The amount of knowledge and information in the world is doubling every two years and if you are like many knowledge workers, it feels like all the new information is coming across your desk via e-mail.
There's no question e-mail, when used ineffectively, has am impact on productivity.
It's an amazing case study to watch an organization implement e-mail technology. A few (usually older) employees are reluctant, even afraid, to use and trust the "new-fangled mail system" at first. As all staff navigate the learning curve at their own pace, it's not long before every position relies on e-mail to be "in the know." E-mail abuse follows soon after where the number of daily e-mails climbs to double and then triple digits. It becomes easy to spend hours per day reacting to new messages instead of implementing a prioritized plan.
But think of the paper we're saving, right? Wrong! One office supply store suggests they see a 40 per cent increase in paper purchased after their clients install e-mail.
The cost of supplies would pale beside the potential cost in terms of time wasted by excess e-mail. Consider one message (say concerning the promotion of John Doe to senior janitor in the branch office in Moosonee) sent to 50 people. In snail-mail days we would have included that tidbit in a quarterly newsletter. But since there's no cost to e-mail, we send it out to the complete company list. If everyone takes only 30 seconds to read this message, just long enough to delete it, the company has just spent 25 minutes (and that's not accounting for the person who actually printed and posted the message.)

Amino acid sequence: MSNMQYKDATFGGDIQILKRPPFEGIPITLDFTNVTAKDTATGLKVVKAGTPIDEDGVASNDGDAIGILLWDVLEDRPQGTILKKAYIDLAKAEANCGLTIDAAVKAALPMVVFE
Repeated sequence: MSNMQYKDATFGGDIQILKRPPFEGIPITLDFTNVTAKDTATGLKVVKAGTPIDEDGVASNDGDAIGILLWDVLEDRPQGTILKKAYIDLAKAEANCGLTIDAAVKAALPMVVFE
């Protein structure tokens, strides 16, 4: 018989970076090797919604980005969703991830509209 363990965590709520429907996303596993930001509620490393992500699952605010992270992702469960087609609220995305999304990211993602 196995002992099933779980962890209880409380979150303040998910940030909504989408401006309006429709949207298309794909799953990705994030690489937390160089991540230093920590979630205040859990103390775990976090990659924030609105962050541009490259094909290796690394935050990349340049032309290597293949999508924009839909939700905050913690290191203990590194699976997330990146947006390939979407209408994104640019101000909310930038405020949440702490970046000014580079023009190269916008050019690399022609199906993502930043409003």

Here are some "best practice" techniques for managing e-mail:
Open e-mail only when you actually have some time to respond to it, and file important ones.
Treat e-mail like you do snail mail; open your inbox a maximum of four times per day.
If your e-mail program has a "preview" feature, use it to scan new messages for the higher priority ones first.
You wouldn't let a letter carrier interrupt you every time he brought you a letter - turn off the sound and notification features for new e-mail.
Let others know when you would like to be removed from a distribution list.
Write brief responses. Those you communicate with frequently will adopt your style.
Do not use messages in your inbox to remind you of things to do. Reminders go on your to-do list or in the tasks or calendar functions.
Reduce the number of e-mails you send by delegating a list of tasks in one e-mail instead of firing off a new message with every single idea.
Develop a company "e-mail etiquette."
Create a logical storage method, using folders and subfolders, for storing relevant messages.
If you are truly effective in managing e-mail, then your inbox will be emptied at least once each and every day.
It's tremendous if you can master these techniques at the office because you probably have the same e-mail
challenges when you get home.
Chuck Jacobs is the president of Priority Management in Sudbury.